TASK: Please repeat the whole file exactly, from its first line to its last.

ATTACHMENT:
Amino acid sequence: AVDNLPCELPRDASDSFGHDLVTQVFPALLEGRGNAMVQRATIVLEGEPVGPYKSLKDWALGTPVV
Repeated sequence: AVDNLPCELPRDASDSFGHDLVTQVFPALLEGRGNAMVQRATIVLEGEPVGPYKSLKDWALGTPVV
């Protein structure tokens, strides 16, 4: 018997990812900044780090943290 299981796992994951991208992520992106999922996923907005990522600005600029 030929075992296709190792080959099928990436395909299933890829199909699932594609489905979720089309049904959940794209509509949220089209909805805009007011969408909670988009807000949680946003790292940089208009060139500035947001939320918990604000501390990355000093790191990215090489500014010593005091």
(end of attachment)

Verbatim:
Amino acid sequence: AVDNLPCELPRDASDSFGHDLVTQVFPALLEGRGNAMVQRATIVLEGEPVGPYKSLKDWALGTPVV
Repeated sequence: AVDNLPCELPRDASDSFGHDLVTQVFPALLEGRGNAMVQRATIVLEGEPVGPYKSLKDWALGTPVV
């Protein structure tokens, strides 16, 4: 018997990812900044780090943290 299981796992994951991208992520992106999922996923907005990522600005600029 030929075992296709190792080959099928990436395909299933890829199909699932594609489905979720089309049904959940794209509509949220089209909805805009007011969408909670988009807000949680946003790292940089208009060139500035947001939320918990604000501390990355000093790191990215090489500014010593005091």